A University of Wollongong academic has been part of an international research team which has helped pinpoint the timing - give or take a few centuries - of the largest volcanic eruption on earth in the last two million years.
Professor Richard "Bert" Roberts, from the Centre for Archaeological Science, said this "super-eruption" took place some 73,880 years ago in northern Sumatra, leaving a 100-kilometre long, 30-kilometre wide and 500-metre deep crater - now Lake Toba - in its wake.
Prof Roberts said technological advances had enabled the research team to more accurately date the Toba eruption, which has important implications for the history of the planet.
"Knowing the exact date of this volcanic eruption allows us to more fully investigate its impact on the world's climate, plants and animals," he said.
"For instance, we now know that it happened at the same time as a period of dramatic climatic cooling of the earth - and while it may not have been the initial trigger for it, the eruption would have exacerbated it.
"The dating also tells us that the blast occurred at a time when early modern humans were spreading out of Africa and east across Asia, as stone tools have been discovered buried beneath Toba ash [at the archaeological site in Malaysia's Lenggong Valley].
"This fits in with recent revisions to the 'molecular clock' for human evolution."
Prof Roberts worked with team leader Dr Michael Storey, from Roskilde University in Denmark, on the study, which was published online this week in the Proceedings of the National Academy of Sciences of the USA.
He said the ten-fold improvement in precision on previous age estimates of the eruption had been made possible by the recovery of large crystals of sanidine (a volcanic mineral) in ash deposits in the Lenggong Valley.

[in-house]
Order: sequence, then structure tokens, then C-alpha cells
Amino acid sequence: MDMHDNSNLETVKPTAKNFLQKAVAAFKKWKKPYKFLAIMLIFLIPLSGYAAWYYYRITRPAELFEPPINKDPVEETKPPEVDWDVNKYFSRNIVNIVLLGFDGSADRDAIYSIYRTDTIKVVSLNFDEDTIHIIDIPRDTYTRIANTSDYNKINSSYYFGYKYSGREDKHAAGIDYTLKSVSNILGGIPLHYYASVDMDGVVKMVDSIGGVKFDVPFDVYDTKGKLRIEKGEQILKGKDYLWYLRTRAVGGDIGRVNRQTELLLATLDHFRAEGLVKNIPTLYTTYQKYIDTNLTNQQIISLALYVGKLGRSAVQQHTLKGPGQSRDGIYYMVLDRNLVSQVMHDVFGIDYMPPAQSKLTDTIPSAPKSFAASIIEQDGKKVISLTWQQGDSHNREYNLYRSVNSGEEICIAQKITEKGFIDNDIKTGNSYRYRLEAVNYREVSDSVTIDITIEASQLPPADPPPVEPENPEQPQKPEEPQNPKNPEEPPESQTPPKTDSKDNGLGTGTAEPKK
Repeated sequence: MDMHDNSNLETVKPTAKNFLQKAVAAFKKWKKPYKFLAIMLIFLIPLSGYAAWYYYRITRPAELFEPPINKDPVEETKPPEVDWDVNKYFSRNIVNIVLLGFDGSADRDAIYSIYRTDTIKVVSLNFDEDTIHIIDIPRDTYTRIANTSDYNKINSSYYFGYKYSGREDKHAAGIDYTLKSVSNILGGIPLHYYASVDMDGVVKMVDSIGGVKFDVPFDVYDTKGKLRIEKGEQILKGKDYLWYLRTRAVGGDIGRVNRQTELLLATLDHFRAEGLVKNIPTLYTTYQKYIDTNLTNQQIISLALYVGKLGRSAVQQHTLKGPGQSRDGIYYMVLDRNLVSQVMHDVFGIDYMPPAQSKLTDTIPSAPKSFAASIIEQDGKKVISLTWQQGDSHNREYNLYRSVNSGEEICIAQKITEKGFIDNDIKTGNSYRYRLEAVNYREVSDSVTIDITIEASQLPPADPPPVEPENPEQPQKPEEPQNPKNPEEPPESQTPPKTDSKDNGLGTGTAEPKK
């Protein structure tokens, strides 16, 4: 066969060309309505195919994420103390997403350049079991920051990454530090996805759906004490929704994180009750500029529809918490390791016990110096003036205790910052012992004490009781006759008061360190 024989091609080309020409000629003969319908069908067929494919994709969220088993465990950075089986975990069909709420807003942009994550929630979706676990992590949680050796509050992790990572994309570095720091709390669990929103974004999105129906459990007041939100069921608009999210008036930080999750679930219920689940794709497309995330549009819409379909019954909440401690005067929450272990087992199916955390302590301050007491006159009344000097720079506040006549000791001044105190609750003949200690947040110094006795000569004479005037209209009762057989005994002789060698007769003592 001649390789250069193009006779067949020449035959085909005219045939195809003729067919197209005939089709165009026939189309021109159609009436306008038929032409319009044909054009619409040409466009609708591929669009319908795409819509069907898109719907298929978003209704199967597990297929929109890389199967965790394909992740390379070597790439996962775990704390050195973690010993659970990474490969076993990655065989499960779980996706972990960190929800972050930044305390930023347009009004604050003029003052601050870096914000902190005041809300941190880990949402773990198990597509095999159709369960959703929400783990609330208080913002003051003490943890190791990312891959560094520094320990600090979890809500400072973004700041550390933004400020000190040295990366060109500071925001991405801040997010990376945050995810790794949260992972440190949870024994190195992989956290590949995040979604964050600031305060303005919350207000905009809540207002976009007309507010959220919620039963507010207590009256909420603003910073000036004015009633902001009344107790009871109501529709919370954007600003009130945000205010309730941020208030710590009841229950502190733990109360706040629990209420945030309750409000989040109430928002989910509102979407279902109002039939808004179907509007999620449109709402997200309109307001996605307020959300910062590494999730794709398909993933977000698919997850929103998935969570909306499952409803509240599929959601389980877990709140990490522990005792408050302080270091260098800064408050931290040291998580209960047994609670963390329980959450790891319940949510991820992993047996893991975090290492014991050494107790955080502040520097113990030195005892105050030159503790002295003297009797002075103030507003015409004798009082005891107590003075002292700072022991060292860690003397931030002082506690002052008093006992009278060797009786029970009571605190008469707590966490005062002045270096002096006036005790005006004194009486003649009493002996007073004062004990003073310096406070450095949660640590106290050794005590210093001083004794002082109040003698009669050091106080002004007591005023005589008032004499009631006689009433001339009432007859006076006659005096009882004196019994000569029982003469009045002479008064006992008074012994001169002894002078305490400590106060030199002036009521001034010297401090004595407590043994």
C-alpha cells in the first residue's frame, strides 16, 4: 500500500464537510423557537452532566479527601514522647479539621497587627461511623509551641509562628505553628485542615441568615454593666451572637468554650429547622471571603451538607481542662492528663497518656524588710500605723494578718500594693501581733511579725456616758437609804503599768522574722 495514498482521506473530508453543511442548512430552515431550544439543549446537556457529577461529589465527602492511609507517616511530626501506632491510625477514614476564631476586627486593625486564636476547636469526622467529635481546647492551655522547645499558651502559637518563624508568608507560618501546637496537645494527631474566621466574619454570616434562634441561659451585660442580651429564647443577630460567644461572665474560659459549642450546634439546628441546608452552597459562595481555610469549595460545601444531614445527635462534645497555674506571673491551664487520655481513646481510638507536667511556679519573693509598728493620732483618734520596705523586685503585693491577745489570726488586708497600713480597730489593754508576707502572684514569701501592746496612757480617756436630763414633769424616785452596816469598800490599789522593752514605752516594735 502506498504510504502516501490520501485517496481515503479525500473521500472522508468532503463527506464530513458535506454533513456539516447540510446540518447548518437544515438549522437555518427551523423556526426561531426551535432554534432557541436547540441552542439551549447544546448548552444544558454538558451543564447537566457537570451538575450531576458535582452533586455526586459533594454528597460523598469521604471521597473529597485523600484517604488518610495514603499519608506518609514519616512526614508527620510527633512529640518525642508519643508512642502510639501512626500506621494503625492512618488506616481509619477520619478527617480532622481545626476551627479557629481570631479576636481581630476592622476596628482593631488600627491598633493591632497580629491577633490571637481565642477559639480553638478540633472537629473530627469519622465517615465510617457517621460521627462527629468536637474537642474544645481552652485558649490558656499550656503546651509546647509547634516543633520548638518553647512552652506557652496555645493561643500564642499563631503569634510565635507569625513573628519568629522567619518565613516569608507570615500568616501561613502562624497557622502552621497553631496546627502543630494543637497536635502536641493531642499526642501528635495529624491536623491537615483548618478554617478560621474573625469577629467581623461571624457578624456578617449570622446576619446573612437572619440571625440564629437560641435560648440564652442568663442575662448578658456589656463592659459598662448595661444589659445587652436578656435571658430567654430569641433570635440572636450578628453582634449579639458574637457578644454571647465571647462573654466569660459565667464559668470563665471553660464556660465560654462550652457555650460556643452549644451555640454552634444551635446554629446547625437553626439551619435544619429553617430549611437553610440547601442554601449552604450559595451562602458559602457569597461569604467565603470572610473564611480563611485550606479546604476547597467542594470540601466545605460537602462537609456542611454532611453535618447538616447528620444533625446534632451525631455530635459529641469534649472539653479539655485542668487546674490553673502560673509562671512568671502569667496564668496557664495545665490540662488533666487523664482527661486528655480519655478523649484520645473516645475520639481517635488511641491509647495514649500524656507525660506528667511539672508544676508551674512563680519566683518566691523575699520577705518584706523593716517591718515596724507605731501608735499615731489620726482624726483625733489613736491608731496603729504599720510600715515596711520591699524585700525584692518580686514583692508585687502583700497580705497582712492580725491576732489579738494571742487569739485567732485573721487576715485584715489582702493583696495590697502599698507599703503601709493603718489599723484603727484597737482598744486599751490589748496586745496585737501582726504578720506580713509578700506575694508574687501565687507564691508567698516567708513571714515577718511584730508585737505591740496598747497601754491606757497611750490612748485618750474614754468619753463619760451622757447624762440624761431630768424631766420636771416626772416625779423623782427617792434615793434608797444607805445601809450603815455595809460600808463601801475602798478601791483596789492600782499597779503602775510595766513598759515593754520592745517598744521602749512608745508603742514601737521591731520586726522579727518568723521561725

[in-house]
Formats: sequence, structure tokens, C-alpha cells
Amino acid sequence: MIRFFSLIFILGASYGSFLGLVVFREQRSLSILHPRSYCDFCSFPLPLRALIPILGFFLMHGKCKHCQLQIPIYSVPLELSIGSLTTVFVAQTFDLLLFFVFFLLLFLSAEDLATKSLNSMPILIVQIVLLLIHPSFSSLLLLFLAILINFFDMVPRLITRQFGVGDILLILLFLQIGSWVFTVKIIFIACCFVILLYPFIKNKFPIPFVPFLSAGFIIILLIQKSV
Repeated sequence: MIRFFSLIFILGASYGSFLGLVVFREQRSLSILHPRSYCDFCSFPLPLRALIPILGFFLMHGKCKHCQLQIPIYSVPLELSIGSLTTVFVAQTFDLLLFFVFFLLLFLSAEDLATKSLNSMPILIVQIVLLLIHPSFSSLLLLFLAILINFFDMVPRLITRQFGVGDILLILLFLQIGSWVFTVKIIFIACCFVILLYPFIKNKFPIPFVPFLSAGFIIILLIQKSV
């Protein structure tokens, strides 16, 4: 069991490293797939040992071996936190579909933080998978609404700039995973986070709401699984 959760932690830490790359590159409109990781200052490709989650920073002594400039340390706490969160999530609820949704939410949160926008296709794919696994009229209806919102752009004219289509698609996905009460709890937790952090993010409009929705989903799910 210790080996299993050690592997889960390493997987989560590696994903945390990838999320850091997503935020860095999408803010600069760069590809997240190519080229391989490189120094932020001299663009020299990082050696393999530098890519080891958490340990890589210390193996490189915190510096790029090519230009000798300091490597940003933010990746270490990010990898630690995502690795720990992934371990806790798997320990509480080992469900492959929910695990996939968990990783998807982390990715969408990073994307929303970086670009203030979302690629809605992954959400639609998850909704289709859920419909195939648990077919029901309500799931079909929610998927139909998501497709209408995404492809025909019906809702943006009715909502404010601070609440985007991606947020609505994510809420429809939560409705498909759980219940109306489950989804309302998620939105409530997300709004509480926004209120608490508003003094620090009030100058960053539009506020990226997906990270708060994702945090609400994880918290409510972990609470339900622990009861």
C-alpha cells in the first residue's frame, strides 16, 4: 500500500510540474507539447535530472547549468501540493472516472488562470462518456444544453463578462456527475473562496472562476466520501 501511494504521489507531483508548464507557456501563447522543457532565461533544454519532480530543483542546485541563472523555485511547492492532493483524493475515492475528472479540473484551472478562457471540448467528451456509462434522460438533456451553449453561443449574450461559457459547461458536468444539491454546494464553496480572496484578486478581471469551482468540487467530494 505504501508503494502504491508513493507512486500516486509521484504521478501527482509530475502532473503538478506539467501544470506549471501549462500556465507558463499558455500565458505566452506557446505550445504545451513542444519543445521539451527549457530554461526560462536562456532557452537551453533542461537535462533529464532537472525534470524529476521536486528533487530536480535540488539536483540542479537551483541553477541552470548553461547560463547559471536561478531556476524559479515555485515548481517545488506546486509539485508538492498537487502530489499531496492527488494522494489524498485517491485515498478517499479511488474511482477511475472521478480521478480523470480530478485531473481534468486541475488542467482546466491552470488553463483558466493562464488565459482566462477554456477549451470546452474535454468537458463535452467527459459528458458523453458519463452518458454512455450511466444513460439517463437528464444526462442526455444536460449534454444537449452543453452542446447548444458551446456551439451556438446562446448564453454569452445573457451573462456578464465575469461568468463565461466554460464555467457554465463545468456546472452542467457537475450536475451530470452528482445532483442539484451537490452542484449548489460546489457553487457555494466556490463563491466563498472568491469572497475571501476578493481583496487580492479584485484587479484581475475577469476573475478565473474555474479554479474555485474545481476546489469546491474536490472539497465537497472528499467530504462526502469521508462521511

"'Previously we only had fine-grain volcanic material recovered from the eruption, but last year a bore hole was put down into the valley and Michael recovered two-millimetre crystals," he said.
"The best way to date ash is a method called argon dating, which measures the amount of argon gas accumulated inside the crystals.
"The sanidine crystals had enough argon in them to allow us to carry out more accurate and precise dating using the latest advances in instrumentation."
The Toba explosion ejected more than seven trillion tonnes of volcanic material which spread as far west as the Arabian Sea. Gases even reached ice caps in Greenland and Antarctica.
"After the Mount Tambora eruption in Indonesia in 1815 the world's climate dropped by half a degree. There was no summer the following year and crops failed," Prof Roberts said.
"That eruption was 100 times smaller than Toba, yet it obviously had an effect on the world's climate.
"So you can only imagine what impact Toba must have had on Homo sapiens when it exploded. The legacy of this eruption might still be in our genes."